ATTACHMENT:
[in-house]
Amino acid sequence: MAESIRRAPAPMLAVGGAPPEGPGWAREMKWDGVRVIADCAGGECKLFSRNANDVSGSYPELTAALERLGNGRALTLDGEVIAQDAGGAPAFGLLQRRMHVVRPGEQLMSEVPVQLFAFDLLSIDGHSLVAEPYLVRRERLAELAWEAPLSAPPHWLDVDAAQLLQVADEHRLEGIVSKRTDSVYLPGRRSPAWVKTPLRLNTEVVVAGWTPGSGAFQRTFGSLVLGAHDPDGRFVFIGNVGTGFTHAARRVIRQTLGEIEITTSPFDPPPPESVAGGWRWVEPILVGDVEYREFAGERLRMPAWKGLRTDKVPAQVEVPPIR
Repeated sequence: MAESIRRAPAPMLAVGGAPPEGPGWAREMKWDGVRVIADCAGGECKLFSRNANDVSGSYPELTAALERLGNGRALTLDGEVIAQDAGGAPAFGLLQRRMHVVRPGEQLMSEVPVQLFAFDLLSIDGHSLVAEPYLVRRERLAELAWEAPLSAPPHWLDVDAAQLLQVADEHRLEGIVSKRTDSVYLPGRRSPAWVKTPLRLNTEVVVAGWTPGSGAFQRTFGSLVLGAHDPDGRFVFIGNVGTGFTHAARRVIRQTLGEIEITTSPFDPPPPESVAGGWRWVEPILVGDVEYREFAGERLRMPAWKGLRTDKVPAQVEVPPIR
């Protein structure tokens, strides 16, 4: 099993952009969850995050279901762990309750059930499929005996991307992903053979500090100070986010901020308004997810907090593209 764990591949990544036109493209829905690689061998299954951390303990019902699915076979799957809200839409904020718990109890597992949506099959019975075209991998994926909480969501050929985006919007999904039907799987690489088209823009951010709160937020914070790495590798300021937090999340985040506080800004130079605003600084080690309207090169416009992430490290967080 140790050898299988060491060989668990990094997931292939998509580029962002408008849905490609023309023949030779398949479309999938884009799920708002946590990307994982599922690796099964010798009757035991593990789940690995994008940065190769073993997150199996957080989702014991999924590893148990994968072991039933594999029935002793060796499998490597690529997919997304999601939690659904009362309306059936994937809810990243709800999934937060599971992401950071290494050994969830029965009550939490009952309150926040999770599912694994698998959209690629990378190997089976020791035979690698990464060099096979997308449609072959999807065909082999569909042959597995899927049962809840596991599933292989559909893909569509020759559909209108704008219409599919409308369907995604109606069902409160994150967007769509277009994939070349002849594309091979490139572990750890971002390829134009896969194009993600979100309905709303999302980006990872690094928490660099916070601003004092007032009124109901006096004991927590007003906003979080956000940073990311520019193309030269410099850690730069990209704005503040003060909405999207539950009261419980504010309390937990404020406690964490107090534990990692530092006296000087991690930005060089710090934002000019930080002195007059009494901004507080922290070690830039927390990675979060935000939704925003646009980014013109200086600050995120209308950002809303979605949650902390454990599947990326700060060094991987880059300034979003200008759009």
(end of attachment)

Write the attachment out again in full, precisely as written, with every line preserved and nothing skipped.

[in-house]
Amino acid sequence: MAESIRRAPAPMLAVGGAPPEGPGWAREMKWDGVRVIADCAGGECKLFSRNANDVSGSYPELTAALERLGNGRALTLDGEVIAQDAGGAPAFGLLQRRMHVVRPGEQLMSEVPVQLFAFDLLSIDGHSLVAEPYLVRRERLAELAWEAPLSAPPHWLDVDAAQLLQVADEHRLEGIVSKRTDSVYLPGRRSPAWVKTPLRLNTEVVVAGWTPGSGAFQRTFGSLVLGAHDPDGRFVFIGNVGTGFTHAARRVIRQTLGEIEITTSPFDPPPPESVAGGWRWVEPILVGDVEYREFAGERLRMPAWKGLRTDKVPAQVEVPPIR
Repeated sequence: MAESIRRAPAPMLAVGGAPPEGPGWAREMKWDGVRVIADCAGGECKLFSRNANDVSGSYPELTAALERLGNGRALTLDGEVIAQDAGGAPAFGLLQRRMHVVRPGEQLMSEVPVQLFAFDLLSIDGHSLVAEPYLVRRERLAELAWEAPLSAPPHWLDVDAAQLLQVADEHRLEGIVSKRTDSVYLPGRRSPAWVKTPLRLNTEVVVAGWTPGSGAFQRTFGSLVLGAHDPDGRFVFIGNVGTGFTHAARRVIRQTLGEIEITTSPFDPPPPESVAGGWRWVEPILVGDVEYREFAGERLRMPAWKGLRTDKVPAQVEVPPIR
């Protein structure tokens, strides 16, 4: 099993952009969850995050279901762990309750059930499929005996991307992903053979500090100070986010901020308004997810907090593209 764990591949990544036109493209829905690689061998299954951390303990019902699915076979799957809200839409904020718990109890597992949506099959019975075209991998994926909480969501050929985006919007999904039907799987690489088209823009951010709160937020914070790495590798300021937090999340985040506080800004130079605003600084080690309207090169416009992430490290967080 140790050898299988060491060989668990990094997931292939998509580029962002408008849905490609023309023949030779398949479309999938884009799920708002946590990307994982599922690796099964010798009757035991593990789940690995994008940065190769073993997150199996957080989702014991999924590893148990994968072991039933594999029935002793060796499998490597690529997919997304999601939690659904009362309306059936994937809810990243709800999934937060599971992401950071290494050994969830029965009550939490009952309150926040999770599912694994698998959209690629990378190997089976020791035979690698990464060099096979997308449609072959999807065909082999569909042959597995899927049962809840596991599933292989559909893909569509020759559909209108704008219409599919409308369907995604109606069902409160994150967007769509277009994939070349002849594309091979490139572990750890971002390829134009896969194009993600979100309905709303999302980006990872690094928490660099916070601003004092007032009124109901006096004991927590007003906003979080956000940073990311520019193309030269410099850690730069990209704005503040003060909405999207539950009261419980504010309390937990404020406690964490107090534990990692530092006296000087991690930005060089710090934002000019930080002195007059009494901004507080922290070690830039927390990675979060935000939704925003646009980014013109200086600050995120209308950002809303979605949650902390454990599947990326700060060094991987880059300034979003200008759009």